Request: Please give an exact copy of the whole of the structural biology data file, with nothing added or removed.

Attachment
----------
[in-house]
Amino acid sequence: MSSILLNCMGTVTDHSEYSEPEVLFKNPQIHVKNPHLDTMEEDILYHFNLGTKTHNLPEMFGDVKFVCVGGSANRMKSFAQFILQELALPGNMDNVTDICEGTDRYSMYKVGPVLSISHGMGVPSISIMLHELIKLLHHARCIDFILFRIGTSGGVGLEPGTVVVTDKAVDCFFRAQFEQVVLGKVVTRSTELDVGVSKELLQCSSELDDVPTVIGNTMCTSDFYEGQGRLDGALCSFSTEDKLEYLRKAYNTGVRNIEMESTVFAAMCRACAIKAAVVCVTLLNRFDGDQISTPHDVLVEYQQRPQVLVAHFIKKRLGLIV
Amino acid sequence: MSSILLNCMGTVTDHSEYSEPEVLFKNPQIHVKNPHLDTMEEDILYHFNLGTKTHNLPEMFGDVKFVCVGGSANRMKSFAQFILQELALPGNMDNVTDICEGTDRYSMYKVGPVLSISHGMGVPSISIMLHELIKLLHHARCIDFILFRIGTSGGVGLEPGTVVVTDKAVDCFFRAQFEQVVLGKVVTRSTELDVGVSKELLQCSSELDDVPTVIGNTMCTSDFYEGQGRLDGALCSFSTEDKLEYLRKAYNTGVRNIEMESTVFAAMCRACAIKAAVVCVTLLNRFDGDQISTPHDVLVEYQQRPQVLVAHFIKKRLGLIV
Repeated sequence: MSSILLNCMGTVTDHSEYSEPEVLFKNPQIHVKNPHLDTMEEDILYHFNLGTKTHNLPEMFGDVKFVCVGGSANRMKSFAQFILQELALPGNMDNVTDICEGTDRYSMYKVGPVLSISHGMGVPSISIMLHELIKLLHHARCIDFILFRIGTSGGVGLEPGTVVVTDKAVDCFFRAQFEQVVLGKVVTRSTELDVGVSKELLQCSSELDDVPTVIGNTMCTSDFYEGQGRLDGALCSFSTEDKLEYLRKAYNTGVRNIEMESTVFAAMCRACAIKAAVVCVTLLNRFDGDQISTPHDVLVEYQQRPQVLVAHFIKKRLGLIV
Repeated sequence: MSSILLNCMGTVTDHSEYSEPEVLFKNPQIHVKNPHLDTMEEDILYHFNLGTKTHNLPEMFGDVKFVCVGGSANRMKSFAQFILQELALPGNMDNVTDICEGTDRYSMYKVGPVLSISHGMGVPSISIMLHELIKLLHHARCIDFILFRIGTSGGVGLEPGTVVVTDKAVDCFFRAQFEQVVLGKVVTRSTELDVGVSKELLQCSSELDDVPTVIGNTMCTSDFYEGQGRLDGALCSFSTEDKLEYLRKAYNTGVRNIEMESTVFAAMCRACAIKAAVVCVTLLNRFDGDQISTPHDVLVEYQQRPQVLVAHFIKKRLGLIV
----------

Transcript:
[in-house]
Amino acid sequence: MSSILLNCMGTVTDHSEYSEPEVLFKNPQIHVKNPHLDTMEEDILYHFNLGTKTHNLPEMFGDVKFVCVGGSANRMKSFAQFILQELALPGNMDNVTDICEGTDRYSMYKVGPVLSISHGMGVPSISIMLHELIKLLHHARCIDFILFRIGTSGGVGLEPGTVVVTDKAVDCFFRAQFEQVVLGKVVTRSTELDVGVSKELLQCSSELDDVPTVIGNTMCTSDFYEGQGRLDGALCSFSTEDKLEYLRKAYNTGVRNIEMESTVFAAMCRACAIKAAVVCVTLLNRFDGDQISTPHDVLVEYQQRPQVLVAHFIKKRLGLIV
Amino acid sequence: MSSILLNCMGTVTDHSEYSEPEVLFKNPQIHVKNPHLDTMEEDILYHFNLGTKTHNLPEMFGDVKFVCVGGSANRMKSFAQFILQELALPGNMDNVTDICEGTDRYSMYKVGPVLSISHGMGVPSISIMLHELIKLLHHARCIDFILFRIGTSGGVGLEPGTVVVTDKAVDCFFRAQFEQVVLGKVVTRSTELDVGVSKELLQCSSELDDVPTVIGNTMCTSDFYEGQGRLDGALCSFSTEDKLEYLRKAYNTGVRNIEMESTVFAAMCRACAIKAAVVCVTLLNRFDGDQISTPHDVLVEYQQRPQVLVAHFIKKRLGLIV
Repeated sequence: MSSILLNCMGTVTDHSEYSEPEVLFKNPQIHVKNPHLDTMEEDILYHFNLGTKTHNLPEMFGDVKFVCVGGSANRMKSFAQFILQELALPGNMDNVTDICEGTDRYSMYKVGPVLSISHGMGVPSISIMLHELIKLLHHARCIDFILFRIGTSGGVGLEPGTVVVTDKAVDCFFRAQFEQVVLGKVVTRSTELDVGVSKELLQCSSELDDVPTVIGNTMCTSDFYEGQGRLDGALCSFSTEDKLEYLRKAYNTGVRNIEMESTVFAAMCRACAIKAAVVCVTLLNRFDGDQISTPHDVLVEYQQRPQVLVAHFIKKRLGLIV
Repeated sequence: MSSILLNCMGTVTDHSEYSEPEVLFKNPQIHVKNPHLDTMEEDILYHFNLGTKTHNLPEMFGDVKFVCVGGSANRMKSFAQFILQELALPGNMDNVTDICEGTDRYSMYKVGPVLSISHGMGVPSISIMLHELIKLLHHARCIDFILFRIGTSGGVGLEPGTVVVTDKAVDCFFRAQFEQVVLGKVVTRSTELDVGVSKELLQCSSELDDVPTVIGNTMCTSDFYEGQGRLDGALCSFSTEDKLEYLRKAYNTGVRNIEMESTVFAAMCRACAIKAAVVCVTLLNRFDGDQISTPHDVLVEYQQRPQVLVAHFIKKRLGLIV